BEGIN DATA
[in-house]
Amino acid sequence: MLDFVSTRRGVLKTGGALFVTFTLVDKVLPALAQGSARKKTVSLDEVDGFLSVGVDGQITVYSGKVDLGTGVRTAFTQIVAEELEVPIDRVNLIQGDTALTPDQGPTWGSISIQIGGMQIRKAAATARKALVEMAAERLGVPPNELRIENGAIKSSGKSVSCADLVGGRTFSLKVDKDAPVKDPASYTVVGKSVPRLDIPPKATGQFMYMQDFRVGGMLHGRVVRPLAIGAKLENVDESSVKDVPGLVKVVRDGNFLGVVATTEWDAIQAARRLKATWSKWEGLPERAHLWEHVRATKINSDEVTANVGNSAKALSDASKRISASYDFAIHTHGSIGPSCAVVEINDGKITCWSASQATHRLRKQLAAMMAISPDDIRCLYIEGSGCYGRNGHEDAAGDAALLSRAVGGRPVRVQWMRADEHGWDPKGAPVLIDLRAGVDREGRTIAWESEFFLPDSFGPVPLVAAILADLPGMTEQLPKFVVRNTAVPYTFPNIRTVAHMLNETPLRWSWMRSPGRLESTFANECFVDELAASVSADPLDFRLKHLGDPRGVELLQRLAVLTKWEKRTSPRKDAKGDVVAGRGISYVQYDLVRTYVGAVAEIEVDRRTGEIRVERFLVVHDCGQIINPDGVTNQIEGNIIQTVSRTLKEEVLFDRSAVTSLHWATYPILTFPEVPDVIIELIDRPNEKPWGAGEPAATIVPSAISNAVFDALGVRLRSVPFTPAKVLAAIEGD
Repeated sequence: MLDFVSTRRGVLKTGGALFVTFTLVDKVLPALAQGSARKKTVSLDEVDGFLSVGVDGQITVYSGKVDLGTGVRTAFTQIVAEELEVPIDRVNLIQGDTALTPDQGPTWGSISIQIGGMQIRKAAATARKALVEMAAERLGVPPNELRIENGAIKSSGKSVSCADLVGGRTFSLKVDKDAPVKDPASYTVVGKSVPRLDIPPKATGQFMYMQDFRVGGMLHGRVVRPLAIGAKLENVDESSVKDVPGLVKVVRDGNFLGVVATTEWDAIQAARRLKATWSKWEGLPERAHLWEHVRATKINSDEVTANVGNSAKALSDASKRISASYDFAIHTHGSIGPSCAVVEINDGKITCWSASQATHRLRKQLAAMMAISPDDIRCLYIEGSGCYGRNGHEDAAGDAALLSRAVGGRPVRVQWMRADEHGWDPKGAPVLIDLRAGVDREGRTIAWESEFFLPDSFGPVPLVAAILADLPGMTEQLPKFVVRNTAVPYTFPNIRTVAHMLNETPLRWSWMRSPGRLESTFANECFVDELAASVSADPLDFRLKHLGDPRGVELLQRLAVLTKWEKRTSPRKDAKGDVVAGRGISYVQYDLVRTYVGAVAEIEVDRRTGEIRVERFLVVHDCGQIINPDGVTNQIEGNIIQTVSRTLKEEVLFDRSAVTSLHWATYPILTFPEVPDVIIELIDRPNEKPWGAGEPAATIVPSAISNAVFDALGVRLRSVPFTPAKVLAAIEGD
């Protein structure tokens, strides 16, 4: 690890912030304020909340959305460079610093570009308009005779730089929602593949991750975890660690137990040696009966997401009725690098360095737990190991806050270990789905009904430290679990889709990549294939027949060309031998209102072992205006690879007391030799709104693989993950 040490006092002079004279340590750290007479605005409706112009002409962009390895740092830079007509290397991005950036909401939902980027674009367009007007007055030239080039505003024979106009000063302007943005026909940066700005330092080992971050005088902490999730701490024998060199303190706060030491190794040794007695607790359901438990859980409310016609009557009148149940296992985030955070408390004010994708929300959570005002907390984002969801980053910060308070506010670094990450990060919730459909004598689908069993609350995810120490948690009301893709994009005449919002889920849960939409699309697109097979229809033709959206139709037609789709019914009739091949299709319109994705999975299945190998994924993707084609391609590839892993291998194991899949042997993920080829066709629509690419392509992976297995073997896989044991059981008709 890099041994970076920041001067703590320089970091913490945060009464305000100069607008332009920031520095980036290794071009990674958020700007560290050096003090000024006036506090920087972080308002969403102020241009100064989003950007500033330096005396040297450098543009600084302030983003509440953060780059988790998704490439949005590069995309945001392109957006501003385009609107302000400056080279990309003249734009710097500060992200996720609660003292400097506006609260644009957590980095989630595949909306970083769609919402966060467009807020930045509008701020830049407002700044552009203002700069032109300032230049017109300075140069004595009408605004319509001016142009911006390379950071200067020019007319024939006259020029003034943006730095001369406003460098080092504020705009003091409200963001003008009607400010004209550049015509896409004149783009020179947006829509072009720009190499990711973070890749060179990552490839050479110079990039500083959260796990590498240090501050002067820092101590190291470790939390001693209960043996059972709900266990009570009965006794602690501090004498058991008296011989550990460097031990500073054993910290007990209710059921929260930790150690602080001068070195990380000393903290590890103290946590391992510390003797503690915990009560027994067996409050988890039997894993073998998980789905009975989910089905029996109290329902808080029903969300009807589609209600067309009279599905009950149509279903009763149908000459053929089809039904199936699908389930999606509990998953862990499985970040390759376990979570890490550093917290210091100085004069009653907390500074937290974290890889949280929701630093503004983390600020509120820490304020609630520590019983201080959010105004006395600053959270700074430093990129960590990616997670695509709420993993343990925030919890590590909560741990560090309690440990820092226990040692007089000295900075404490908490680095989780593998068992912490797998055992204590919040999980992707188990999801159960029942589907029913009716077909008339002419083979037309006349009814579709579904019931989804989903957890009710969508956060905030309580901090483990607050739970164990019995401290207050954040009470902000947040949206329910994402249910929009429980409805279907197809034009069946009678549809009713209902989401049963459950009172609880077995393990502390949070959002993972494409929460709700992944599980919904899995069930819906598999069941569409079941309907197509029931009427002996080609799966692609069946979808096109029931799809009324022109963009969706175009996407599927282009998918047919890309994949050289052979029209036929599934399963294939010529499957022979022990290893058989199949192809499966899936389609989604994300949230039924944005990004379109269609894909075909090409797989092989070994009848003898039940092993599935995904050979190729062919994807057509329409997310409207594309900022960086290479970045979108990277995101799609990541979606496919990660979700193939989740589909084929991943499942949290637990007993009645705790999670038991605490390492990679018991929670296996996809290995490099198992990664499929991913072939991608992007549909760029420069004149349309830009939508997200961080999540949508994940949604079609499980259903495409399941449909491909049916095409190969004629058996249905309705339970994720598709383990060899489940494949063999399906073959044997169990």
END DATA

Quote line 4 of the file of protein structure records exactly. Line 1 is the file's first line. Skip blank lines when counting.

């Protein structure tokens, strides 16, 4: 690890912030304020909340959305460079610093570009308009005779730089929602593949991750975890660690137990040696009966997401009725690098360095737990190991806050270990789905009904430290679990889709990549294939027949060309031998209102072992205006690879007391030799709104693989993950 040490006092002079004279340590750290007479605005409706112009002409962009390895740092830079007509290397991005950036909401939902980027674009367009007007007055030239080039505003024979106009000063302007943005026909940066700005330092080992971050005088902490999730701490024998060199303190706060030491190794040794007695607790359901438990859980409310016609009557009148149940296992985030955070408390004010994708929300959570005002907390984002969801980053910060308070506010670094990450990060919730459909004598689908069993609350995810120490948690009301893709994009005449919002889920849960939409699309697109097979229809033709959206139709037609789709019914009739091949299709319109994705999975299945190998994924993707084609391609590839892993291998194991899949042997993920080829066709629509690419392509992976297995073997896989044991059981008709 890099041994970076920041001067703590320089970091913490945060009464305000100069607008332009920031520095980036290794071009990674958020700007560290050096003090000024006036506090920087972080308002969403102020241009100064989003950007500033330096005396040297450098543009600084302030983003509440953060780059988790998704490439949005590069995309945001392109957006501003385009609107302000400056080279990309003249734009710097500060992200996720609660003292400097506006609260644009957590980095989630595949909306970083769609919402966060467009807020930045509008701020830049407002700044552009203002700069032109300032230049017109300075140069004595009408605004319509001016142009911006390379950071200067020019007319024939006259020029003034943006730095001369406003460098080092504020705009003091409200963001003008009607400010004209550049015509896409004149783009020179947006829509072009720009190499990711973070890749060179990552490839050479110079990039500083959260796990590498240090501050002067820092101590190291470790939390001693209960043996059972709900266990009570009965006794602690501090004498058991008296011989550990460097031990500073054993910290007990209710059921929260930790150690602080001068070195990380000393903290590890103290946590391992510390003797503690915990009560027994067996409050988890039997894993073998998980789905009975989910089905029996109290329902808080029903969300009807589609209600067309009279599905009950149509279903009763149908000459053929089809039904199936699908389930999606509990998953862990499985970040390759376990979570890490550093917290210091100085004069009653907390500074937290974290890889949280929701630093503004983390600020509120820490304020609630520590019983201080959010105004006395600053959270700074430093990129960590990616997670695509709420993993343990925030919890590590909560741990560090309690440990820092226990040692007089000295900075404490908490680095989780593998068992912490797998055992204590919040999980992707188990999801159960029942589907029913009716077909008339002419083979037309006349009814579709579904019931989804989903957890009710969508956060905030309580901090483990607050739970164990019995401290207050954040009470902000947040949206329910994402249910929009429980409805279907197809034009069946009678549809009713209902989401049963459950009172609880077995393990502390949070959002993972494409929460709700992944599980919904899995069930819906598999069941569409079941309907197509029931009427002996080609799966692609069946979808096109029931799809009324022109963009969706175009996407599927282009998918047919890309994949050289052979029209036929599934399963294939010529499957022979022990290893058989199949192809499966899936389609989604994300949230039924944005990004379109269609894909075909090409797989092989070994009848003898039940092993599935995904050979190729062919994807057509329409997310409207594309900022960086290479970045979108990277995101799609990541979606496919990660979700193939989740589909084929991943499942949290637990007993009645705790999670038991605490390492990679018991929670296996996809290995490099198992990664499929991913072939991608992007549909760029420069004149349309830009939508997200961080999540949508994940949604079609499980259903495409399941449909491909049916095409190969004629058996249905309705339970994720598709383990060899489940494949063999399906073959044997169990």